Just a few reasons why Sydney is better than Melbourne

By Mat Carney

BEING from Melbourne I have always been a champion of the ‘Melbourne is better than Sydney’ debate. Countless hours have been spent arguing over culture, coffee, shopping and sport, with Melbournians and Sydneysiders confidently arguing their respective city is superior.

Well, it is with shock and dismay to my family and friends in Melbourne that I have to confidently say Sydney has won me over. Don’t get me wrong, excluding Sydney, Melbourne is better than many other Australian cities, with its culture, parks, architecture, cosmopolitan atmosphere and sporting calendar. However I think it is relatively easy to argue that Melbourne is Australia’s number two city, with Sydney easily offering more, with the exception of shopping and sport. I hear you, why the sudden change in opinion after years of advocating Melbourne’s superiority? Well, I let Sydney transform my opinion by experiencing parts of Sydney I had not fully discovered or explored.

I don’t think many Australians would disagree with the idea that Sydney’s number one attraction and natural asset is the spectacularly beautiful harbour. Walking through Sydney’s historical botanic gardens gives you awe-inspiring views over the harbour, including the iconic Opera House and Harbour Bridge. I know what you are saying, ‘Melbourne has the Yarra River, the MCG and the Arts Centre’, and yes I agree, they are beautiful and iconic attractions, but come on, they are not even slightly comparable to the natural wonder of Sydney’s harbour and its historic and iconic infrastructure. The beauty of such views are further enhanced as you walk along the foreshore, through Potts Point, and other small bays and villages.

What really impresses me about Sydney is the close proximity of the CBD to breathtaking and stunning nature, national parks and historical establishments. What other city can you take a short train ride to then walk across the road and surf in the ocean? And only a 15 minute bus trip from central Sydney is Sydney Harbour National Park.

The Spit, Sydney. Pic: Mat Carney.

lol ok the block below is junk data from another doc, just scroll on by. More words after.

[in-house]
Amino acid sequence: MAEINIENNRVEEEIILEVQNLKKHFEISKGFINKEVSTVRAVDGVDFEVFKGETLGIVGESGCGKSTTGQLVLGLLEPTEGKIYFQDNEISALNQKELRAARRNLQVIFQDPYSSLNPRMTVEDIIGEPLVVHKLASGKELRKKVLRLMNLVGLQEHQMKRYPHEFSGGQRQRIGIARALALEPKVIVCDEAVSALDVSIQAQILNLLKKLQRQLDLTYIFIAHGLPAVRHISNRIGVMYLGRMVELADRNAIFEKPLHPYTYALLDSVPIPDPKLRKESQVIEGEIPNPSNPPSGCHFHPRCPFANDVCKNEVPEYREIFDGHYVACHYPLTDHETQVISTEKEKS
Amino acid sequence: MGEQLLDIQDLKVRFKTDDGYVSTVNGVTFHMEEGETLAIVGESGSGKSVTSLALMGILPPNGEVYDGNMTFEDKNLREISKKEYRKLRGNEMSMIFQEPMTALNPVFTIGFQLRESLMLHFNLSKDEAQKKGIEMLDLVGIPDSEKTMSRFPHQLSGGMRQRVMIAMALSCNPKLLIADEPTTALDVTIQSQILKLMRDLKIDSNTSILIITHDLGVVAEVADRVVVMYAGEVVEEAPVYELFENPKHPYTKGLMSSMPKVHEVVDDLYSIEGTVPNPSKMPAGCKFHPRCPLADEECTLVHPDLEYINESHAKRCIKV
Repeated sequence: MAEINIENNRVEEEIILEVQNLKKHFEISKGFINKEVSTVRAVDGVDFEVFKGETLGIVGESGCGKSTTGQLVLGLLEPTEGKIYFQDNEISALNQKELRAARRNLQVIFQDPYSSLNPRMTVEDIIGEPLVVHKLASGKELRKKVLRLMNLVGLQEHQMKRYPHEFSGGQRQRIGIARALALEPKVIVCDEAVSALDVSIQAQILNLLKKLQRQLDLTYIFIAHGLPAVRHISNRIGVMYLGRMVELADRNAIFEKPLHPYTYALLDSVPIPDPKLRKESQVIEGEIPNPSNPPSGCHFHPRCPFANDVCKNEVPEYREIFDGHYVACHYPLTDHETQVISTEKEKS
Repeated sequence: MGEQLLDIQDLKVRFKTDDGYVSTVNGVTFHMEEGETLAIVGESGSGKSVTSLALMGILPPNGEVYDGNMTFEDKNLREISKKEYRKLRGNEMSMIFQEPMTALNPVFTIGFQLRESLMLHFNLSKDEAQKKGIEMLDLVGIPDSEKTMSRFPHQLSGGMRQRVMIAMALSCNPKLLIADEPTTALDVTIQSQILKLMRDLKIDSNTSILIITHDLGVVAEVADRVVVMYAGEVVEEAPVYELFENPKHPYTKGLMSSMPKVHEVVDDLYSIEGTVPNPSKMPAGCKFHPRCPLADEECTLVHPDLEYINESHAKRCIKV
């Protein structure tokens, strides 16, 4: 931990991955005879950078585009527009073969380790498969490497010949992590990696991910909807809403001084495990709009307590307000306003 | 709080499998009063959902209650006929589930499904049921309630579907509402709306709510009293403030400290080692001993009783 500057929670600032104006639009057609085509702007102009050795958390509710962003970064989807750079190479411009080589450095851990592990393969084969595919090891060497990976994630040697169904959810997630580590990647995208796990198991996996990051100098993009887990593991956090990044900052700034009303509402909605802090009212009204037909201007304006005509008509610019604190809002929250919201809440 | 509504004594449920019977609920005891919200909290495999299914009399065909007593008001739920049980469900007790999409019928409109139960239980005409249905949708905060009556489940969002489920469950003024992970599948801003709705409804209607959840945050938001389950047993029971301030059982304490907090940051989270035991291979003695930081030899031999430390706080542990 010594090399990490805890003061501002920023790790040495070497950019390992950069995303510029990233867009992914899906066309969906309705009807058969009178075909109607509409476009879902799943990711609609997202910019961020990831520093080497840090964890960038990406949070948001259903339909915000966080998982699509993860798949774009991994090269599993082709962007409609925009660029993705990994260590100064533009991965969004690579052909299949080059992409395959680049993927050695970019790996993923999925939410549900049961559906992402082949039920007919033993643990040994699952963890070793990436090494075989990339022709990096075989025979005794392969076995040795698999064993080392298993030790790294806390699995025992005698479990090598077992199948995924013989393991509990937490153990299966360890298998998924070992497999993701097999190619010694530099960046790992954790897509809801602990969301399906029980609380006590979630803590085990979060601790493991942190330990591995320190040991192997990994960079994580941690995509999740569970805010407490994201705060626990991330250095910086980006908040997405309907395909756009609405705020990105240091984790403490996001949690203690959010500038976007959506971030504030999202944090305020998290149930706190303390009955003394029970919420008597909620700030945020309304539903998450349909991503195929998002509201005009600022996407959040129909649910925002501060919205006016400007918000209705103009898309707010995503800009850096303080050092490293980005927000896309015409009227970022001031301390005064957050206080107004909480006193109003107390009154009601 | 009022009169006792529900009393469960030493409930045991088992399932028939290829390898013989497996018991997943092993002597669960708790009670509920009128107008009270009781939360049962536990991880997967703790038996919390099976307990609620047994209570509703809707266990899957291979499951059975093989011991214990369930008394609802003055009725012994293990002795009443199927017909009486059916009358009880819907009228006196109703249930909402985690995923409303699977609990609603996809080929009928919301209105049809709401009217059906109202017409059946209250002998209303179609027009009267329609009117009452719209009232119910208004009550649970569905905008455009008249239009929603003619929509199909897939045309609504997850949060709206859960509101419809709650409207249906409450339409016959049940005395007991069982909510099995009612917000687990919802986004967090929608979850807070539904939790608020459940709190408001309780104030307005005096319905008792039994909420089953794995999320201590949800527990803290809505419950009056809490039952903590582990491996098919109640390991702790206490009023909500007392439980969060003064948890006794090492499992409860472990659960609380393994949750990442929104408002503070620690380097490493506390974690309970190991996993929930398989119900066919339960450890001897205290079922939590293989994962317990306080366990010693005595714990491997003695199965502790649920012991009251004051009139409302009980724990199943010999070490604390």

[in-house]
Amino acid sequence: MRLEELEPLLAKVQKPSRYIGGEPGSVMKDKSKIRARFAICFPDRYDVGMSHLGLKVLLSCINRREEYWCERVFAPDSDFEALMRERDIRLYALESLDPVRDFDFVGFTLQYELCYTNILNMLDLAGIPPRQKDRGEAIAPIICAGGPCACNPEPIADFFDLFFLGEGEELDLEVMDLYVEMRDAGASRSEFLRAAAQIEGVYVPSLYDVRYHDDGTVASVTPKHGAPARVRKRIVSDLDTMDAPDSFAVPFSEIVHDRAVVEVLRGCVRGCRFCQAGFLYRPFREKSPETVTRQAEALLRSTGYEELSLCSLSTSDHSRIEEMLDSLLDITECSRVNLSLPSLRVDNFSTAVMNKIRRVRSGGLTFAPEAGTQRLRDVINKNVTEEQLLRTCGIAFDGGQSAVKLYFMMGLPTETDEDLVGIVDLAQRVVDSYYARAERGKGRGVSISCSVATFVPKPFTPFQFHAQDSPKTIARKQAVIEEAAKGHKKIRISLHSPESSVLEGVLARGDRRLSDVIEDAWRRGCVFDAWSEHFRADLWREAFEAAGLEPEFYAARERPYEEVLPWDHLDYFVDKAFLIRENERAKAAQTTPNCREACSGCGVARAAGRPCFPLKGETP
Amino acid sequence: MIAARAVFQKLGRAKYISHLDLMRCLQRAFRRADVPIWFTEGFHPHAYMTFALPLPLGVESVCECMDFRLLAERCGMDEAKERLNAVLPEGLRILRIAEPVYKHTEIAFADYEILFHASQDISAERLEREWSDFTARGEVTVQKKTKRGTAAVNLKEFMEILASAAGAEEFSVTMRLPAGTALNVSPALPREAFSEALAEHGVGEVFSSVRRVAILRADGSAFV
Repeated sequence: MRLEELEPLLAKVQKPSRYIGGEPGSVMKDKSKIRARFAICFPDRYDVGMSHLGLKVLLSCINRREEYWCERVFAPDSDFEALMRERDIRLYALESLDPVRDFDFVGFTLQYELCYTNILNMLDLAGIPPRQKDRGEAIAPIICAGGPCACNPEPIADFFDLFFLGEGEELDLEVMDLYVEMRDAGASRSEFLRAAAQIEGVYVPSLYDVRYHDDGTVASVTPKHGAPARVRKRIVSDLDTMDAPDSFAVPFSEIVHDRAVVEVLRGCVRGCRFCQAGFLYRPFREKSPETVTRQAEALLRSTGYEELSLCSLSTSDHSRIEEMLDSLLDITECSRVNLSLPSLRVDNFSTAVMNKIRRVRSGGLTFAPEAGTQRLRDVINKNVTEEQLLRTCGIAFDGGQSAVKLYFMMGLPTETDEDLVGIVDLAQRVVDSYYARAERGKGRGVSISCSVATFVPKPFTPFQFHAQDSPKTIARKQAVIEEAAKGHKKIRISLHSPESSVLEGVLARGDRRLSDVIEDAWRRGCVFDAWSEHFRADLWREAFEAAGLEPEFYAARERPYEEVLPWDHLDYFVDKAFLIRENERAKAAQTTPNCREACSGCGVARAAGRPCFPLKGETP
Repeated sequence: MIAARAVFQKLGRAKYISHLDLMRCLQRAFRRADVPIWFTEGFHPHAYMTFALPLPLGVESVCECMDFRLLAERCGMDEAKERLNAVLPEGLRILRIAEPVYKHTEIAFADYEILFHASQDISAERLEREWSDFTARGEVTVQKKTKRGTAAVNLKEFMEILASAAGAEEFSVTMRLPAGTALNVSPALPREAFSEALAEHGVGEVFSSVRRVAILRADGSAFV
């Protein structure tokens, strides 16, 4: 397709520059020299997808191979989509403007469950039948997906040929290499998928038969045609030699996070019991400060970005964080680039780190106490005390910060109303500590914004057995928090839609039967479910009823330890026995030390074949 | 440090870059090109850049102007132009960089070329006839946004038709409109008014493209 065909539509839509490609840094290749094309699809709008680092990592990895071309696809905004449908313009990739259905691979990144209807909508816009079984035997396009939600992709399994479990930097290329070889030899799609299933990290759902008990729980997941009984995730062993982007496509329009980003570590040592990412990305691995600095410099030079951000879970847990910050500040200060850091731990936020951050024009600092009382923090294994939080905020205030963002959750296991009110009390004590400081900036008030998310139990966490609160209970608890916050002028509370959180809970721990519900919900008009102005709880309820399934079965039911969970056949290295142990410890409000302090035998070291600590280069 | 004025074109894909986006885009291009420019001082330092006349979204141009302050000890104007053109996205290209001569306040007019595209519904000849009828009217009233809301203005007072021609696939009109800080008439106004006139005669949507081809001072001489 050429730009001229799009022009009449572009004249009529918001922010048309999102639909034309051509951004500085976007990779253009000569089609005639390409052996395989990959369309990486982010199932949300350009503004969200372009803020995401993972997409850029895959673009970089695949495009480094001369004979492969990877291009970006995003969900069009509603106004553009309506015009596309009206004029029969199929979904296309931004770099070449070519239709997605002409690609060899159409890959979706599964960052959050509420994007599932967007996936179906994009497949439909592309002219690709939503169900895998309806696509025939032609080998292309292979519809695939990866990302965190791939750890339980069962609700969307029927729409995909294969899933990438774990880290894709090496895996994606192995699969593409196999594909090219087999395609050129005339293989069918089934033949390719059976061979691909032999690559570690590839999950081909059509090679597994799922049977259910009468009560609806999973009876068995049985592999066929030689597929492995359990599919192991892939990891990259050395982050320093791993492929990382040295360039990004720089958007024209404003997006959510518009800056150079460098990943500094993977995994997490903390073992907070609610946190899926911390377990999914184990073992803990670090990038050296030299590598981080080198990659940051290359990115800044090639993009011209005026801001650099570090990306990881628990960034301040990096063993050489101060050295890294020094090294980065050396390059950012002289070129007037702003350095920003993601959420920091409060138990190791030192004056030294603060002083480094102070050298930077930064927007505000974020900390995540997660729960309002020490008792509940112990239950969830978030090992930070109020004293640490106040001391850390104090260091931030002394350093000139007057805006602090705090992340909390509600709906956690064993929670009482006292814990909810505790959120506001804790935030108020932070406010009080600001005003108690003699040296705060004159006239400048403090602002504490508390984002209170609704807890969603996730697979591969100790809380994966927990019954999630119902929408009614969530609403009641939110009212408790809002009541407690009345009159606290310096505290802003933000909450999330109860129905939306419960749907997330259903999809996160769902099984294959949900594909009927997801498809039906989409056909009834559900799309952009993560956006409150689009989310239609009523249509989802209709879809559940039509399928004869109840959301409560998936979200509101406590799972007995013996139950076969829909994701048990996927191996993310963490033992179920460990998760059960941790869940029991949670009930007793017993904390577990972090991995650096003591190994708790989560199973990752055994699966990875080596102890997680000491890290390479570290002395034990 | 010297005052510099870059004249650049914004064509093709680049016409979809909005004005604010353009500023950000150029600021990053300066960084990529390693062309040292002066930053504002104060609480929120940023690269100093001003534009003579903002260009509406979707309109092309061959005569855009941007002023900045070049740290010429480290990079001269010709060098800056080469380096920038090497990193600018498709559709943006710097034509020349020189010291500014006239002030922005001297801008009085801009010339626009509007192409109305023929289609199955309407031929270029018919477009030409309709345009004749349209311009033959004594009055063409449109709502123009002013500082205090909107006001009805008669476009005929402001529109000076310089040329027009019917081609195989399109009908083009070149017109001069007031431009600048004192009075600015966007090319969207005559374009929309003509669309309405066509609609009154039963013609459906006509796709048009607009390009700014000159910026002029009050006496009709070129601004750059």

The Spit, Sydney. Pic: Mat Carney.

After spending approximately 15 minutes on the bus, I arrived at The Spit. Lush Australian bush land, with large houses built strategically into the side of hills and mountains in order to take advantage of the scenery, filled the area. It was here, no more than 15 kilometres from the CBD of Australia’s largest city, that I was to commence a 10 kilometre coastal walk to Manly. The Spit to Manly coastal walk hugs the coast, passing small and intricate bays, incredible view points, historical buildings and military infrastructure, enormous cliffs, beautiful homes, subtropical rainforests and iconic Australian bushland. A view of the Sydney skyline is evident for the majority of the journey, as is the constant passing of the Sydney to Manly ferry. I have been to over 62 countries and hundreds of cities, always seeking out a good walk and view point, and I can easily say The Spit to Manly walk offers views that are equal, if not better, than any view I have seen, especially a view in close proximity to a large city.

Australian bushland on the outskirts of Sydney. Pic: Mat Carney.

Australian bushland on the outskirts of Sydney. Pic: Mat Carney.

Upon arriving in Manly, a metropolitan beach suburb of Sydney and one I travel to often, I decided to continue walking along the coast to Northhead Sanctuary, a large historic park that is managed by the federal agency, Sydney Harbour Federation Trust. Again the views are truly astonishing, with enormous cliffs and superb bushland greeting the abrupt and dangerous heads that open up Sydney Harbour to the Pacific Ocean. The park, although really in a Sydney suburb, is rich in flora and fauna, with Banksias and Bandicoots commonly sighted. It is also rich in history, with a large sandstone built Quarantine Station and cemetery, that was active between 1881-1925, still available to explore. Many people who suffered with deadly diseases were stationed in the quarantine complex and upon their death were buried in a small cemetery, on the edge of large and spectacular cliffs. During World War Two the area became a major Australian defence base, evident through the numerous forts and small gun huts scattered throughout the park. From 1946 to 1998 the area hosted the Royal Australian Army’s School of Artillery. The large military barracks is now open for all to explore and there are impressive and moving tributes to Australians who served in past conflicts. A path titled, ‘Australia’s Memorial Walk’, contains thousands of names of lives lost from the Boer War to current day conflicts Australia has been involved in. Incredibly impressive and moving, and other than the Australian War Memorial in Canberra, the most in-depth defence memorial in Australia, and one I am assuming most Australians don’t know about.

Where Sydney Harbour meets the Pacific Ocean. Pic: Mat Carney.

Where Sydney Harbour meets the Pacific Ocean. Pic: Mat Carney.

Although only a small taste of why my opinion has changed and why I now categorise Sydney as ‘Australia’s better city’, it is clear Sydney, naturally, has much to offer a visitor. Previously i favoured Melbourne over Sydney because of its culture, food and and cosmopolitan city life. However, Sydney offers all of this now, perhaps not as well established, primarily due to the smaller inner-city population Sydney has, but still fairly comparable. Don’t get me wrong, I am not criticising Melbourne, I still think it is a world class city and easily ahead of cities such as Brisbane and Perth, I am just highlighting, for the first time, my opinion that Sydney wins out when compared.

About the author:

Mat Carney is a freelance writer on all things ASEAN and an Australian National University graduate.